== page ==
Our family left Amsterdam on July 10, 2012. It’s crazy to look back at the group portrait of the friends who came to see us off at the airport.
We arrived in Cleveland later that same day. And there, too, we took a group portrait with a bunch of friends at the airport.
I’m very grateful for all of the people who helped to make that transition memorable. No matter what else has happened in the intervening years — or is currently happening, or will happen in the years to come — there’s deep love and respect for each individual and appreciation for the time that we got to do life together, either in Amsterdam or in Kent.
Today, though, I am sad.
As I look at the old pictures and remember that significant moment of transition in the life of our family — it feels painful. Not just in the sweet, nostalgic sense, either. It feels sad to realize how many of the friends involved in that day have moved from one place to another. They’ve drifted out of touch with us, with each other, and (in some cases) with God. They’ve expressed anger and disappointment with me, with each other, and (in some cases) with God. We’ve all grown older, to the point that our younger selves are almost unrecognizable.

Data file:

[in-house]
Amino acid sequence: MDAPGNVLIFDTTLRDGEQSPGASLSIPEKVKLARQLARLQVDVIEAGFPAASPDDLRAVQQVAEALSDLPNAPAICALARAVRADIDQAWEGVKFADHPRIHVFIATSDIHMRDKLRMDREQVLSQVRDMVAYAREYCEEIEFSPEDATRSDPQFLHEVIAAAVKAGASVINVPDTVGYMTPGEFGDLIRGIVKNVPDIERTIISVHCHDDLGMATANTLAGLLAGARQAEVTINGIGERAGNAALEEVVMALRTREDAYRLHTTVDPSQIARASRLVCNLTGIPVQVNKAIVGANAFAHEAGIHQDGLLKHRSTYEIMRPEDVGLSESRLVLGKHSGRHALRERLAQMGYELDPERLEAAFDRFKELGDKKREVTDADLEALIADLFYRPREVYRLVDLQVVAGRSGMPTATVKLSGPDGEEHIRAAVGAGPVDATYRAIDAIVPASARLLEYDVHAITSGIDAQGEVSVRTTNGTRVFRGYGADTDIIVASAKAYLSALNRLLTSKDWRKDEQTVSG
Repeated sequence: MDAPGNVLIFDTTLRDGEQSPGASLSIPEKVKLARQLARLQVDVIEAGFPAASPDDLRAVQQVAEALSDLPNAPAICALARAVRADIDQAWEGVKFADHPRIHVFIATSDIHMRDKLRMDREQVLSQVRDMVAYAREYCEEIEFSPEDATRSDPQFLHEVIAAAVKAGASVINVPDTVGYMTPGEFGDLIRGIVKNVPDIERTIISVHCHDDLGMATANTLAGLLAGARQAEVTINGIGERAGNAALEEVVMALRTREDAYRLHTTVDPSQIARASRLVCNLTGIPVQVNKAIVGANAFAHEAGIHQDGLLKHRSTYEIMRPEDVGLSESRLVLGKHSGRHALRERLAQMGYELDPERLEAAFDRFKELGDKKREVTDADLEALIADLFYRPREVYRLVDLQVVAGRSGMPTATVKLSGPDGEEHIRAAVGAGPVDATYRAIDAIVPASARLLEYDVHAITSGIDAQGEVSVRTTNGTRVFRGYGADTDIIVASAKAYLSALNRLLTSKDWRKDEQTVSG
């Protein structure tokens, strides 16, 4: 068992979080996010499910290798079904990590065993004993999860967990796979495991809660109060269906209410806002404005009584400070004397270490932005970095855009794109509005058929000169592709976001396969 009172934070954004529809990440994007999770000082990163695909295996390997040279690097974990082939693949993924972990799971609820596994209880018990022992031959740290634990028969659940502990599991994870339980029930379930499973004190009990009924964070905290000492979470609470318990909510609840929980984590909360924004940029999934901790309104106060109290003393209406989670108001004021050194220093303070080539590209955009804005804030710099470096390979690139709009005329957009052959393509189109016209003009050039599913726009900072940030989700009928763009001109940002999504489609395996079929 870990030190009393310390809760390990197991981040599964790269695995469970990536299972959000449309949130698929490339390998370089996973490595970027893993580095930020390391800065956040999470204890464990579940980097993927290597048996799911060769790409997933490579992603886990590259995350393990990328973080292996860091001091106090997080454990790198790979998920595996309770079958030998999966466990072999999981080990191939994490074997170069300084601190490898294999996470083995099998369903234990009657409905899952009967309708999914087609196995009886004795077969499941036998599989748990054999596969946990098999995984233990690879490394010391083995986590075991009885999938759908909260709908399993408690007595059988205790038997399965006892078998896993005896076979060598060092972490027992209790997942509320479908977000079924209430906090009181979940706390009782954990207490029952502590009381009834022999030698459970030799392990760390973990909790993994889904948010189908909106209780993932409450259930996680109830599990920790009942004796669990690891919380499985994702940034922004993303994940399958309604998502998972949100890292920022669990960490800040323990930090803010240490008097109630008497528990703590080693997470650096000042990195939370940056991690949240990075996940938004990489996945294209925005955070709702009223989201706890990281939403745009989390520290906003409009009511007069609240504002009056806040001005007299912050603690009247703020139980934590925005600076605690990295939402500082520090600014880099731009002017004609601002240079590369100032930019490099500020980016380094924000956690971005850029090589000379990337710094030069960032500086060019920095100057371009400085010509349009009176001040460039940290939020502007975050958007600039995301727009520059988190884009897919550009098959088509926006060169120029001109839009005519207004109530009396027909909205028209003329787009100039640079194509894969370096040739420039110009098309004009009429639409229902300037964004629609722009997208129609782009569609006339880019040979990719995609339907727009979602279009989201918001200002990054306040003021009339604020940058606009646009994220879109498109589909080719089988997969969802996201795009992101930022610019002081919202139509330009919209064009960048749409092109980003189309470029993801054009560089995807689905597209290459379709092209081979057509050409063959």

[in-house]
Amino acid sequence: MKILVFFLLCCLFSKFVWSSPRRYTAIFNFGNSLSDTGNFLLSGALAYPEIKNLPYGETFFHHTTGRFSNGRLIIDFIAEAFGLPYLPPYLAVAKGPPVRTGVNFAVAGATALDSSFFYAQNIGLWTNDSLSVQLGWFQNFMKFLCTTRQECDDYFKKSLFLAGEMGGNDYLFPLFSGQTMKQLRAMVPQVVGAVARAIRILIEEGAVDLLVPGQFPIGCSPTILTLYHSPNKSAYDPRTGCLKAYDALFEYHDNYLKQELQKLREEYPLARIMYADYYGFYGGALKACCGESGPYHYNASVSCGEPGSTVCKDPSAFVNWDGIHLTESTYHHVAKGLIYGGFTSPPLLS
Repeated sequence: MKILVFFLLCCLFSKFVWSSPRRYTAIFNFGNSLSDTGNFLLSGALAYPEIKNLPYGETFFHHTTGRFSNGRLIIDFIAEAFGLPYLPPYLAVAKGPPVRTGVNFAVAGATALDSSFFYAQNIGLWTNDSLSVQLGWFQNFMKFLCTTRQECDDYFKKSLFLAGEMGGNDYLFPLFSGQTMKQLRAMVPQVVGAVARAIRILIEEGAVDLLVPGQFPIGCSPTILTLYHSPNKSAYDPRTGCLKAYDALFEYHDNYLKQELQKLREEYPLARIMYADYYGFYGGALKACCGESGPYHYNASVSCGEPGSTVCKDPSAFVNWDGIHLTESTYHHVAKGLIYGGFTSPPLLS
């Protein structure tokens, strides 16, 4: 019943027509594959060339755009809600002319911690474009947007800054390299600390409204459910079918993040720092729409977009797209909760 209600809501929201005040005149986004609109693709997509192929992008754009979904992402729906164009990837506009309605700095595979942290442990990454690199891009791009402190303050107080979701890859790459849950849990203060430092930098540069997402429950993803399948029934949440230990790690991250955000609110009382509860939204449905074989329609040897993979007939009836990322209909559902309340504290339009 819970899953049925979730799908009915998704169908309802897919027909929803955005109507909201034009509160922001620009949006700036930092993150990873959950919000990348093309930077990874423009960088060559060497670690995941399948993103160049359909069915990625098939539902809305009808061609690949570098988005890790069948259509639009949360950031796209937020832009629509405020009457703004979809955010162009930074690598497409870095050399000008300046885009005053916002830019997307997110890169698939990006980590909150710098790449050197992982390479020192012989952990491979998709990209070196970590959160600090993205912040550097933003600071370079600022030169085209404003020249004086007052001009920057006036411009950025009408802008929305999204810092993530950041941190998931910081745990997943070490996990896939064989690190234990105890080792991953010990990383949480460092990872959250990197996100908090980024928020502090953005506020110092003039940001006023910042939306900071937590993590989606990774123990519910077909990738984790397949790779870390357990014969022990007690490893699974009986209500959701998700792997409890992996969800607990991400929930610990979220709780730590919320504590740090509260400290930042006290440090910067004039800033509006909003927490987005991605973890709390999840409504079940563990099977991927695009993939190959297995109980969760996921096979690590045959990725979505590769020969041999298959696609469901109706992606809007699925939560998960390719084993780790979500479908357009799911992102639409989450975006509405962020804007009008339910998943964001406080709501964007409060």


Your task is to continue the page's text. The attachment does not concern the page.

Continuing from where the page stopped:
I don’t know why I’m noticing the sad things today. I guess it’s a sort of grief. Still, a grief observed is better than a grief repressed. Our family’s Amsterdam years will always be a significant period in our lives, even as they get smaller and further in our rear-view mirror.